How to Make JSAs Part of Your Pre-shift Planning | SOS Podcast
In a wide range of labor-dependent industries, frontline managers routinely meet with employees at the start of the day to discuss workflow priorities and to highlight matters of importance. Often, when activities involve unusual or non-routine tasks, safety planning is an essential part of these pre-shift meetings. In this episode, AEU LEAD's Joe White outlines steps used to conduct a job safety analysis (JSA) and highlights the importance of focusing on risks associated with identified hazards.
If you'd like to make safety planning a part of your daily pre-shift meetings, you'll want to stick around for today's discussion.
Hello, and thank you for joining us today. My name is Joe White. I'm the host of Supervisor Skills, Secrets of Success. The SOS Podcast Series is produced to create ongoing development opportunities for mid and front-line managers. With each episode, we take on topics of interest and share insights and perspectives for the benefit of our listeners. And today's SOS short episode, we're talking about safety planning. More specifically, we're going to be discussing how to conduct a job safety analysis, or as some people refer to them, JSAs. The topic was selected based on feedback received from listeners, and hopefully, you'll find the discussion of value and be able to benefit from it.
So JSAs: what are they, how do you use them and how do you benefit from them? We often work with clients that ask these questions, and, again, this is one of the primary reasons we decided to bring this discussion to you today. A JSA is a planning tool, and as the name implies, it's more specifically a safety planning tool. The primary purpose of a JSA is to help you identify and deal with risks associated with or involving a job. More specifically, it's about identifying hazards, and somehow or another, reducing the risk associated with them. That's a challenge, but it's certainly something that's within reach and something we should all be trying to do as we start planning jobs. The key with JSAs is they take place prior to or before the fact. They're proactive in nature, and because of that, they're something that we should be doing as often as we can.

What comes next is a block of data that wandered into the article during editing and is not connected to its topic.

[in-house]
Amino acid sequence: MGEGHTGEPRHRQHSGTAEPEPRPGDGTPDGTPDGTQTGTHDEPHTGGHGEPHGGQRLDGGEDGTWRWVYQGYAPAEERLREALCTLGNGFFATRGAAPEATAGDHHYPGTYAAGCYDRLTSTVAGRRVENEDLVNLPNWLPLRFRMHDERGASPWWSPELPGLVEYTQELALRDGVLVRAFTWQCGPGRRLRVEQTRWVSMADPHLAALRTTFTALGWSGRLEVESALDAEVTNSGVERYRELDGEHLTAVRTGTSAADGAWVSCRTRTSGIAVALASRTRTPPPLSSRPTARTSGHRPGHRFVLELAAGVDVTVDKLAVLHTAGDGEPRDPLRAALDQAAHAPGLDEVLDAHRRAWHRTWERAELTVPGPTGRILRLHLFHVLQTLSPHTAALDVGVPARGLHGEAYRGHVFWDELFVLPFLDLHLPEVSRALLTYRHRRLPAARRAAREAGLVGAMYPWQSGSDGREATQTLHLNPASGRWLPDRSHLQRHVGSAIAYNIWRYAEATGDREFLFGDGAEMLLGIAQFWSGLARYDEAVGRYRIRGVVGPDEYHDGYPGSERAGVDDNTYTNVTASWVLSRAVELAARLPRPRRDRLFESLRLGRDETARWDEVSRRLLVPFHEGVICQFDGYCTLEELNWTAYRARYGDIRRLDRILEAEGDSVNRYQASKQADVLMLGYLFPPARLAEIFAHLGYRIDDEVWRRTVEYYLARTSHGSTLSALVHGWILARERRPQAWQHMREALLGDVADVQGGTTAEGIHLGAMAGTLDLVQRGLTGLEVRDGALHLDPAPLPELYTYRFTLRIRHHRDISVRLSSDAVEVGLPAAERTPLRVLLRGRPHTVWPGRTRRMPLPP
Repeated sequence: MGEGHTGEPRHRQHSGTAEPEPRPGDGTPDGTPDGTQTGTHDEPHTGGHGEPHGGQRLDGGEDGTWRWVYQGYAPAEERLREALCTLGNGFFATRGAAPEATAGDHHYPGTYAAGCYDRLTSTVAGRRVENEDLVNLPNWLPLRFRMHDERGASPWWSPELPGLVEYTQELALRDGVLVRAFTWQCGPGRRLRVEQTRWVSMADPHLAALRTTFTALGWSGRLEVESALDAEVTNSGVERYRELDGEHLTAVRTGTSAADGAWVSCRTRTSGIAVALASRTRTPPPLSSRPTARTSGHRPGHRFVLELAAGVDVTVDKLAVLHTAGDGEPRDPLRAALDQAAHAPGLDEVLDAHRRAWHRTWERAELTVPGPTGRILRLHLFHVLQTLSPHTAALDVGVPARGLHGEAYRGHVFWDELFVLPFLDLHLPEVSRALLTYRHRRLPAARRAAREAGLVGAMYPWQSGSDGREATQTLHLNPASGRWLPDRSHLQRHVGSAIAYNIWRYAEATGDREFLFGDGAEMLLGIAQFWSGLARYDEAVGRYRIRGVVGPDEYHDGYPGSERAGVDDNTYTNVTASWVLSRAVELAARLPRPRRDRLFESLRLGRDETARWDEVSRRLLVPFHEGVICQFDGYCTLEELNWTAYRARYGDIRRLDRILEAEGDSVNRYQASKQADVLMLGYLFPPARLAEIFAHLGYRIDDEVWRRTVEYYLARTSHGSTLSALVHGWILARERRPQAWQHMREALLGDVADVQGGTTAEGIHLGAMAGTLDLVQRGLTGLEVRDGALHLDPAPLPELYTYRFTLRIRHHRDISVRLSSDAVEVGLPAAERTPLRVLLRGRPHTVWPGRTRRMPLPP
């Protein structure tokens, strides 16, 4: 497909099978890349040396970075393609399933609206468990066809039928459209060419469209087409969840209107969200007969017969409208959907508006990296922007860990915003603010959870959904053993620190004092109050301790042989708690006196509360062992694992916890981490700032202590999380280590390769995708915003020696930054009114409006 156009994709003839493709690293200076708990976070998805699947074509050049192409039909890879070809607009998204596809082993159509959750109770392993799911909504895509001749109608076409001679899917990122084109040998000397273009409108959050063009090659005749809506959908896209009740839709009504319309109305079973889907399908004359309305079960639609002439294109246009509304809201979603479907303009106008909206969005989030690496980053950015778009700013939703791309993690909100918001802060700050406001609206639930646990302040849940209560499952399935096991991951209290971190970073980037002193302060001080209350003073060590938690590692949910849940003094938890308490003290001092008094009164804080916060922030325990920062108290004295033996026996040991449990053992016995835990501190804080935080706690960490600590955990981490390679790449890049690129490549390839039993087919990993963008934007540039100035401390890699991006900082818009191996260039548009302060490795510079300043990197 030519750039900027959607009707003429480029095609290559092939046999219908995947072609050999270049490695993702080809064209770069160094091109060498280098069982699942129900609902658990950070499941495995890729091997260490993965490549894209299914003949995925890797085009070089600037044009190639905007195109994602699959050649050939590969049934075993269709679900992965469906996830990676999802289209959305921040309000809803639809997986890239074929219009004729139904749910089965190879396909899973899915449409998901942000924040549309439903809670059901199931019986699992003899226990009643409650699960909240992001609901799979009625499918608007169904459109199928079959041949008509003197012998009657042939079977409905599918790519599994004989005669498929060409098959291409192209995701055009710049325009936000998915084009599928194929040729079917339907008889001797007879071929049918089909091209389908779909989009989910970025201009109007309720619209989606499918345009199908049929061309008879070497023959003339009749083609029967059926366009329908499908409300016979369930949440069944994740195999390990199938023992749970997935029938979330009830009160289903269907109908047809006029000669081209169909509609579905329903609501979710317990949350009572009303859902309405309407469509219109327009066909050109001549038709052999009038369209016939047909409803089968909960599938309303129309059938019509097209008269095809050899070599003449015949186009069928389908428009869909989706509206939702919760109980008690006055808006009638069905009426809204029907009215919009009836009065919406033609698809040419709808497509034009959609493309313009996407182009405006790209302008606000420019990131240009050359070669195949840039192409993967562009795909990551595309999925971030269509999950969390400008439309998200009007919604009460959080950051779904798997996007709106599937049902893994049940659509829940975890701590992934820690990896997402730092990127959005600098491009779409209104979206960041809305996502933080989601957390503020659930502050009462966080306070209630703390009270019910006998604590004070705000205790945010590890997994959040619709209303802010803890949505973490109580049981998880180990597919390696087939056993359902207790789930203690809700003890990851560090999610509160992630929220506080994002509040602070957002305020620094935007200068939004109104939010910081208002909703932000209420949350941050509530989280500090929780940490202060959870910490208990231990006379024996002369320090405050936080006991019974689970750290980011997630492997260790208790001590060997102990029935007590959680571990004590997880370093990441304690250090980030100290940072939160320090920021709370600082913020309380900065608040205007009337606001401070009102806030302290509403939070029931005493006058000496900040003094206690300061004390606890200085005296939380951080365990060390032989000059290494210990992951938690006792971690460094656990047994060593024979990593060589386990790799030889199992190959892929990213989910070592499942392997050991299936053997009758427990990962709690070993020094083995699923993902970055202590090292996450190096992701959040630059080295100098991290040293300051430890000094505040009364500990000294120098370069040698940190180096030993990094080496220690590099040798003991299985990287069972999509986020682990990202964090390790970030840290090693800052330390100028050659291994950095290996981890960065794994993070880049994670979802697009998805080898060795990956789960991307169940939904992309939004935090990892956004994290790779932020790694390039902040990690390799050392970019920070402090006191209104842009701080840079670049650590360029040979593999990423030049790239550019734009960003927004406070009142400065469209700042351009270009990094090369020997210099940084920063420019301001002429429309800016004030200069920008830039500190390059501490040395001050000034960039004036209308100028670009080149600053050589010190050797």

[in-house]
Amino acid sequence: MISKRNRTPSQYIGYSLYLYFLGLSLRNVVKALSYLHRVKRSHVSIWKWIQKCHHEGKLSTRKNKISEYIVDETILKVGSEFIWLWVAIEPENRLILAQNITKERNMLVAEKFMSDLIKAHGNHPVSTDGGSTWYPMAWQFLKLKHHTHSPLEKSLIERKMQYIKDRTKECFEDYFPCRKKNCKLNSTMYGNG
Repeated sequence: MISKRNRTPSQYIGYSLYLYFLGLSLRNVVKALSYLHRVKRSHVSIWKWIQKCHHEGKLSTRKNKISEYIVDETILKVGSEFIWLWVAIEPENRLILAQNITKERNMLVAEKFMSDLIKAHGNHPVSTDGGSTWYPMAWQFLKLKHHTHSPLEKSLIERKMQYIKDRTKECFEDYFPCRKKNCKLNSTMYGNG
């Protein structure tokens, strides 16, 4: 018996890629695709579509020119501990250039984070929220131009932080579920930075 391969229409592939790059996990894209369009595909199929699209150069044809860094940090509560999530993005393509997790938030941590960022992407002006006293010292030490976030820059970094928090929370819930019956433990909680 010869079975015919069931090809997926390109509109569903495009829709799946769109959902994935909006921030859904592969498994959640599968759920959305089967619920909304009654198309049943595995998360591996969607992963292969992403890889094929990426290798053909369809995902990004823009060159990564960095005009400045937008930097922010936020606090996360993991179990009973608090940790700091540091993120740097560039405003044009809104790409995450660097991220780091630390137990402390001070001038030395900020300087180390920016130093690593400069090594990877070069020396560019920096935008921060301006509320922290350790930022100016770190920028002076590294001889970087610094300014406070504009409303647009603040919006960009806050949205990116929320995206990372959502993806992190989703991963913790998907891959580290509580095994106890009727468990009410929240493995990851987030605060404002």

In practice, a JSA begins with the defined scope of work. Once you have the scope of work in hand, once you fully processed it, once you've mapped out the steps involved in the job, you really want to focus on breaking it down into major tasks. And with those tasks, your next step is to identify hazards. Does the job involve elevated risk? Are there opportunities for employees or will the employees be required to manually handle material? Whether it be mechanical material handling? Is there store energy involved? Rigging? Overhead lifting? All of those things, all those items that bring about unique hazards are things that should be brought out in the JSA planning process.
Now, once you've got the hazards identified, you're only halfway there. The key in doing this, and the key in running a successful JSA is that you want to assign values involving the level of risk with the hazards. And a technique that we've used in the past and one that we strongly encourage and recommend is that you use numerical values. And I like using a scale of one to nine, one being remote or insignificant level of risk and nine being an eminent or life-threatening level of risk. And obviously you can scale that between. The point being is that with this process, you recognize the hazard, and then with that hazard recognized, you're going to take an additional step and assign a value involving the level of risk that the employees are going to face in performing the job. And when we talk about risk, it's uniformly accepted that there are several ways that you can deal with risk. Where you can, the attempt or the effort is to try and eliminate the risk.
Well, in most labor-intensive industries, that's not always something we're able to do. Where you can't eliminate the risk, the next step is to control it. And there are various ways that you can do that. The last line of defense is to protect the worker, and that's through using personal protective equipment. And there are many cases, whether it be in construction, mining or any number of labor-intensive industries, there's a number of cases where we're forced to use that last line of defense or to protect the worker. A case in point would be using respiratory protection. Several important points that I'd like to make about JSAs that I think will help you as you deal with them, as you start preparing them. One is that a hazard and risk are not the same thing. They're not one and the same.